Figure 4. SDA simulation results for average path lengths. Confidence bounds show maxima and minima estimated based on 100 bootstrap replicates.

Diversity of degree distributions in terms of inequality (right-skewness) as measured with Gini coefficient (Badham 2013) clearly depends on the structure of social space (see Figure 5). The more clustered and concentrated the space is the more unequal is the distribution, so it is lowest for uniform social spaces and highest for log-normal ones. Also dimensionality of a space increases values of Gini coefficient. On the other hand the strength of homophily seems to matter only in higher dimensional spaces where it increases inequality when it is high and decreases when it is low. Also there is a clear linear scaling of inequality with respect to \(\log N\) in higher dimensions when homophily is strong. In general the results suggest that homophily is sufficient to generate a quite diverse range of degree distribution shapes.

Now we turn to the problem of boundedness of degree distributions. We have seen that homophily may lead to right-skewed degree distributions, but it is still unclear to what extent it may produce scale-free distributions. The Dunbar’s numbers hypothesis implies that strong power law degree distributions should be rare in social networks, so it is worthwhile to assess the prevalence of scale-free distributions in networks generated with SDA model. To do so, we use a statistical approach based on Extreme Value Theory developed by Voitalov et al. 2019). Our analysis showed that the prevalence of scale-free distributions in the simulated networks is really low. 4732 networks (98.6%) were classified as ‘not power laws’ (no statistical evidence of a power law tail) and 68 (1.4%) were classified as ‘hardly power laws’ (very little evidence of a power law tail) based on the classification scheme developed by the authors of the methodology. Hence, we conclude that homophily is unlikely to be sufficient to generate power law degree distributions.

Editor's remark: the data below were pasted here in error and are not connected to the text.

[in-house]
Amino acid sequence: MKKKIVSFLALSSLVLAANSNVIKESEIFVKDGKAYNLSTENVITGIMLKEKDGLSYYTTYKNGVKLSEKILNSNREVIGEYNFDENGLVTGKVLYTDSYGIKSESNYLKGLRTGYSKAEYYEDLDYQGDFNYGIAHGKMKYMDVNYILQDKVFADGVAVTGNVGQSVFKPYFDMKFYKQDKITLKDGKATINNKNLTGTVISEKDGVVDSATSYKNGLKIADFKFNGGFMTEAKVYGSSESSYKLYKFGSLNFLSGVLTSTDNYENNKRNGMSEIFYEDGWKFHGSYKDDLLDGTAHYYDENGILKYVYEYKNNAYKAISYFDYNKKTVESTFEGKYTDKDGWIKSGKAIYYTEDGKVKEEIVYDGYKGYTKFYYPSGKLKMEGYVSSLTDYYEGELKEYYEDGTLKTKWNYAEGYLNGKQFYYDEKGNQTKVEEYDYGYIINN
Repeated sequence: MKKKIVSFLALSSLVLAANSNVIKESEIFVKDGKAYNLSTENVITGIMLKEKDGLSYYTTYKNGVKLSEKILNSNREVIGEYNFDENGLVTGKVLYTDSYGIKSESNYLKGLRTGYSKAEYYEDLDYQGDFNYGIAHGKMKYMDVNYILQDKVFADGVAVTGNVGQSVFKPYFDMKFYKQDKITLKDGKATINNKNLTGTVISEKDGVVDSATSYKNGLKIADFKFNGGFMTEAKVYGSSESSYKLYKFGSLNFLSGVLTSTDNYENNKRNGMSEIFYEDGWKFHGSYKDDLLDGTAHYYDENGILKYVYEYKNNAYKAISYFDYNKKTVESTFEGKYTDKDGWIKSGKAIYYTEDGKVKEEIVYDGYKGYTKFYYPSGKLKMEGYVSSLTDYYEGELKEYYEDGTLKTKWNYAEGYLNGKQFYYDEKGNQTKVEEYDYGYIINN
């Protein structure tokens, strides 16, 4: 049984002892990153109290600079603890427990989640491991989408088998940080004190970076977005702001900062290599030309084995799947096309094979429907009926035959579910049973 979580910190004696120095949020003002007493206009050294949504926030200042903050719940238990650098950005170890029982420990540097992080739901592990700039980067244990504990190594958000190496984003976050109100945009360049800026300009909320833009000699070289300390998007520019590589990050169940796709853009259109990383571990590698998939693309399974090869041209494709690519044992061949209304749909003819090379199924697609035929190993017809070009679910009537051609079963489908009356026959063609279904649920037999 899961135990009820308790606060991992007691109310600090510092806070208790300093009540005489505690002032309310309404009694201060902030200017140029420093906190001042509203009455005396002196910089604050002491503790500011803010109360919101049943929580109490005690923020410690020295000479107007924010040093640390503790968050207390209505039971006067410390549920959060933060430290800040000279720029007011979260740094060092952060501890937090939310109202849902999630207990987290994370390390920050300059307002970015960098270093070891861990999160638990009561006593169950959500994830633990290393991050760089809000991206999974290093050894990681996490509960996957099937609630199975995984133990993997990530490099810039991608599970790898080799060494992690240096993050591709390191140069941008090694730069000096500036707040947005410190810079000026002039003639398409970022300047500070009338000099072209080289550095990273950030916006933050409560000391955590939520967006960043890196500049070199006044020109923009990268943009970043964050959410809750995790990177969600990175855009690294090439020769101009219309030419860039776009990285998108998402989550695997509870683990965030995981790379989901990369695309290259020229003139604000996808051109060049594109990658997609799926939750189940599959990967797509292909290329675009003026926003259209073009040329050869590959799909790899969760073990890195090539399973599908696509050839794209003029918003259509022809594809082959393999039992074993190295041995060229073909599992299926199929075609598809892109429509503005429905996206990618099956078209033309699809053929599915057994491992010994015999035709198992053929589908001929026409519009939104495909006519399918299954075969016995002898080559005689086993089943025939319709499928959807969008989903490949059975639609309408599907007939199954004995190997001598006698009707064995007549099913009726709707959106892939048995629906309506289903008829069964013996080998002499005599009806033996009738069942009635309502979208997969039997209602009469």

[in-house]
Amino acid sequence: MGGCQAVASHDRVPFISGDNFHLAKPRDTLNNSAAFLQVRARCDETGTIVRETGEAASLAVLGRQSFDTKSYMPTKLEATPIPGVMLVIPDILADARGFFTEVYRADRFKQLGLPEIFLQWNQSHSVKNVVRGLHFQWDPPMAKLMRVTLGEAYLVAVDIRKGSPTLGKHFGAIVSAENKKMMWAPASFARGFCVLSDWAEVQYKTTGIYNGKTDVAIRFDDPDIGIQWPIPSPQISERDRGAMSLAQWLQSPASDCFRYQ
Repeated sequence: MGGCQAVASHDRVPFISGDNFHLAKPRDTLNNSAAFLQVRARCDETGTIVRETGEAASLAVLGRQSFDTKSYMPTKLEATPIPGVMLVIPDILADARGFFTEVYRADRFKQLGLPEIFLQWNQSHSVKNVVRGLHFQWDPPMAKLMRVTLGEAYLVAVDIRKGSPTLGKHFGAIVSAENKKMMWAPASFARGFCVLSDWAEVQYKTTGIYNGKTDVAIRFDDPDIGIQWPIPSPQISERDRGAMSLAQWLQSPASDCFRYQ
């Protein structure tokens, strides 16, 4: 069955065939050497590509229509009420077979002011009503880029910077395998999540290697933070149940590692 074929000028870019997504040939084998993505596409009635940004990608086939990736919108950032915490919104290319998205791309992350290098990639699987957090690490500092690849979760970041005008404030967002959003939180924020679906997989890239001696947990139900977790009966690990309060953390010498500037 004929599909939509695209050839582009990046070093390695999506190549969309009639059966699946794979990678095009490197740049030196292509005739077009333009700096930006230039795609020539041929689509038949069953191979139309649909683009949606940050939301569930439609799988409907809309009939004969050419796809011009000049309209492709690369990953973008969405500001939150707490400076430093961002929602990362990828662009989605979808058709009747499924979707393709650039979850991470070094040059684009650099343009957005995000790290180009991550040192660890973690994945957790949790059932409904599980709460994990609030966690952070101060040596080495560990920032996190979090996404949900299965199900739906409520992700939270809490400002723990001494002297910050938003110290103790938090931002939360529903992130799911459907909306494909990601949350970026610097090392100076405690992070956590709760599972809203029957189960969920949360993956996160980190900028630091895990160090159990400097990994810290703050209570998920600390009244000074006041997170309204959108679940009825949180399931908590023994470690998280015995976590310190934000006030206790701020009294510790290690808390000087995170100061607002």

Summary